Medicaid Ruling Creates Major Budgeting Problem

Karen Minich-Pourshadi, for HealthLeaders Media , July 2, 2012

The U.S. Supreme Court's two-step—affirming the constitutionality of the Patient Protection and Affordable Care Act while striking down expanded Medicaid coverage—puts CFOs in a budget planning pickle.

They won't know who their payers are until online insurance exchanges are established, how many people will be on plans, or how their charity care and bad debt will be influenced. Some healthcare leaders say the Supreme Court decision will change little in their strategic plans, but it's hard to create a long-term strategic plan when you can't project revenue with any kind of accuracy even two years out.

Currently, 60 million people are enrolled in Medicaid, and the expansion would have added another 17 million to the rolls. Prior to the ruling last Thursday, the PPACA called for the uninsured to be covered by requiring states to expand Medicaid to those earning less than 133% of the federal poverty level. It was an increase the federal government planned to cover fully from 2014 to 2016 (though later coverage would fall to just 90% of the cost of expansion and states would need to make up the difference).

The law would have allowed the government to withhold all Medicaid money to states that didn't go along with its coverage expansion. In addition, the PPACA called for the creation of new subsidies to help people at slightly higher income levels afford private insurance on new insurance exchanges.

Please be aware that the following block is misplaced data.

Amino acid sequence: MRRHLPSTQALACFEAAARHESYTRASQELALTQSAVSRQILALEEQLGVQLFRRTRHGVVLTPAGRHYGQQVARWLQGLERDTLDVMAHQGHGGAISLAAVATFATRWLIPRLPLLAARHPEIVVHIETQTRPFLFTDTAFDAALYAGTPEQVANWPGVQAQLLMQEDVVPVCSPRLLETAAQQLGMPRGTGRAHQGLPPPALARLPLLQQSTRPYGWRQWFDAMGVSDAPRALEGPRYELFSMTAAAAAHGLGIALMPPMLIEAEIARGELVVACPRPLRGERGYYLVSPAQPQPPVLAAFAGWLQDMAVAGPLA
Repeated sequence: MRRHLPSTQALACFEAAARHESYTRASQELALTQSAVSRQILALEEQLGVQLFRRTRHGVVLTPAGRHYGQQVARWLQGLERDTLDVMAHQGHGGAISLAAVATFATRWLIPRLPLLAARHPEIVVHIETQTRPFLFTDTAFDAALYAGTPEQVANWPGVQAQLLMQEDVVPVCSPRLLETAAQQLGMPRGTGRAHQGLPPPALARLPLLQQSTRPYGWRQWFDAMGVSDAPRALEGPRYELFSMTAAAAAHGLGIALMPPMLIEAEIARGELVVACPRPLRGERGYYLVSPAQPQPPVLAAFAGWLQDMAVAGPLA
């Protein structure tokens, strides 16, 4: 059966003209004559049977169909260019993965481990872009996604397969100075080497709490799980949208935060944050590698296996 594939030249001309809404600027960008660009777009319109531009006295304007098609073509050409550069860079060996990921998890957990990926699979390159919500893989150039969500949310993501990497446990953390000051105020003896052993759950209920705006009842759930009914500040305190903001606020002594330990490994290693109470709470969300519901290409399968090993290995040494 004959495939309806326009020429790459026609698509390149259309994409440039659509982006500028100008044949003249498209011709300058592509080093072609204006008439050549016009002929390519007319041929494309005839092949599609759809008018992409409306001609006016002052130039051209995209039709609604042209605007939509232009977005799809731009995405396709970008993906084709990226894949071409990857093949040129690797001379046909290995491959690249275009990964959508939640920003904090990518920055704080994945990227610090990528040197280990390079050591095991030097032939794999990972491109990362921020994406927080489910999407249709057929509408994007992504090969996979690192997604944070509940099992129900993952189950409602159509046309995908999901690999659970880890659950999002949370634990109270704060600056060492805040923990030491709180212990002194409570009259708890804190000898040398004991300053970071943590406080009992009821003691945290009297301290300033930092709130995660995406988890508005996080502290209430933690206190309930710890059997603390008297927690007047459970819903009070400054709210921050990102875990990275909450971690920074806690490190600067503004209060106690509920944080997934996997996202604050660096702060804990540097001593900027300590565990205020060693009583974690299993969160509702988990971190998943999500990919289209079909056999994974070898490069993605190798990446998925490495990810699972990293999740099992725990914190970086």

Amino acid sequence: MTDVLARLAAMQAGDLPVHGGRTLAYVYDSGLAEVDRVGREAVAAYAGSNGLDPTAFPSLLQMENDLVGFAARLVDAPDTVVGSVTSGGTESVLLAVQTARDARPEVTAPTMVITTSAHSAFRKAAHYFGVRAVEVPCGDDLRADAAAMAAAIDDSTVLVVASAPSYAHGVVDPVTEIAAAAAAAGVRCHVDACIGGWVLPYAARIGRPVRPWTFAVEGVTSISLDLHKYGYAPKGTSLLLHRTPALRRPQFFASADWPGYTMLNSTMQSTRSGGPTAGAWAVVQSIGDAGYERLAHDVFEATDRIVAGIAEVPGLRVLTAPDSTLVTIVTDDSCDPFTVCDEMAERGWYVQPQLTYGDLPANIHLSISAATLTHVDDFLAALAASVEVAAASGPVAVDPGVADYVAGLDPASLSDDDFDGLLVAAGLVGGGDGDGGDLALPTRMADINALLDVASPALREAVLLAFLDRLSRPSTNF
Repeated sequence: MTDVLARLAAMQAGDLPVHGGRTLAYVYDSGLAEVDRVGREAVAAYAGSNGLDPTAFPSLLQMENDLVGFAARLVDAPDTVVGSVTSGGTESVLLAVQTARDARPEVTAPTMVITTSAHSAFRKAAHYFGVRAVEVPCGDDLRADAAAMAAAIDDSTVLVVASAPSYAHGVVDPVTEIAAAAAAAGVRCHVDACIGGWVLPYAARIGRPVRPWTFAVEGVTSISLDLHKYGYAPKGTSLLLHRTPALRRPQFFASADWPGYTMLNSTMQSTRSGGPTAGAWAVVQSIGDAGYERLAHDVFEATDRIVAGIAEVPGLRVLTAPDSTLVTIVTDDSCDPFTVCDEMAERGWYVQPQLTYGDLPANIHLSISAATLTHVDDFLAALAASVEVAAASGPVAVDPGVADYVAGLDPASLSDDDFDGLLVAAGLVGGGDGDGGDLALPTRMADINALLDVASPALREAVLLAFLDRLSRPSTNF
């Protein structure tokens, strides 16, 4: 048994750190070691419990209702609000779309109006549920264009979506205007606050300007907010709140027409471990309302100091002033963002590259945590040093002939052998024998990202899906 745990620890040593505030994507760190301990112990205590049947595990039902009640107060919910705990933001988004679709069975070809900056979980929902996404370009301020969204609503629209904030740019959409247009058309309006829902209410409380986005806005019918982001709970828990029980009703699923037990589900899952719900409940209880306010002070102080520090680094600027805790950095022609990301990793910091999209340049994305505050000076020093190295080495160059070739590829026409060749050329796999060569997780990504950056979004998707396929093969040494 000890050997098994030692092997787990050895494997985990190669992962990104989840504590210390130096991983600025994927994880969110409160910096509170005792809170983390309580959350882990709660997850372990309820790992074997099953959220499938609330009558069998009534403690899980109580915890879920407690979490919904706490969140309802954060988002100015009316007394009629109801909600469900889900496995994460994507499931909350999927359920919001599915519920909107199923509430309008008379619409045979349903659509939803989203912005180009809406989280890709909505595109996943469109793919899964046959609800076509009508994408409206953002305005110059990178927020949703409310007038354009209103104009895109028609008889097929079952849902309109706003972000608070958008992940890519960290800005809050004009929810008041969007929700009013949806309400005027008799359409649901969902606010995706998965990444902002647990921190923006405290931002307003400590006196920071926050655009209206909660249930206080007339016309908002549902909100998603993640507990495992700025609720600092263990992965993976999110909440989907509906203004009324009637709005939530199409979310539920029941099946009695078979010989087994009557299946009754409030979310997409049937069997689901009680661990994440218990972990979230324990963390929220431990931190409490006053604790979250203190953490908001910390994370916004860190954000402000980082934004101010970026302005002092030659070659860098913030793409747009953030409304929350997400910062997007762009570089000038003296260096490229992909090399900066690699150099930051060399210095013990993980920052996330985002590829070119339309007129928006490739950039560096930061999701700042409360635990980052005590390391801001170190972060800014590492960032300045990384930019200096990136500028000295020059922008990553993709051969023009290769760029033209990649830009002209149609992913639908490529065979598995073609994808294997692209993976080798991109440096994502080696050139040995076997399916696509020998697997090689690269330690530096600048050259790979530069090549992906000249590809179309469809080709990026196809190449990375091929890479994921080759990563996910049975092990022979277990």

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2 comments on "Medicaid Ruling Creates Major Budgeting Problem"

David Andrews (7/3/2012 at 9:32 AM)
This article makes a good point. Michigan is faced with covering another 1 million people under expanded Medicaid. I suppose this could be done if the prisons are closed and school funding is cut. Hospitals are covering these people now as a write-off very expensively with no preventive health. Will hospitals start paying the Medicaid premiums to offset the write-offs?

S Harbaugh (7/2/2012 at 3:07 PM)
I am completely amazed that we have so many healthcare "leaders" looking at the issue of Obamacare from a completely myopic, selfish viewpoint of how their individual organizations will benefit or not benefit from the law! What about the concept of Constitutional limitations on federal power? What about the loss of individual liberty? At the end of the day, hospitals are going to saddled with even more federal regulations, reporting requirements, and mandates. No state that is governed by competent leaders is going to willingly sign-up for an expansion of Medicaid when they cannot accurately forecast the increased cost, in addition to having to pay 90% of these costs after 3 years. Rather than being homers for the current administration and not wanting to rock the boat, the AMA and HFMA might want to re-focus their energies on standing up for what is right, rather than for what is expedient.




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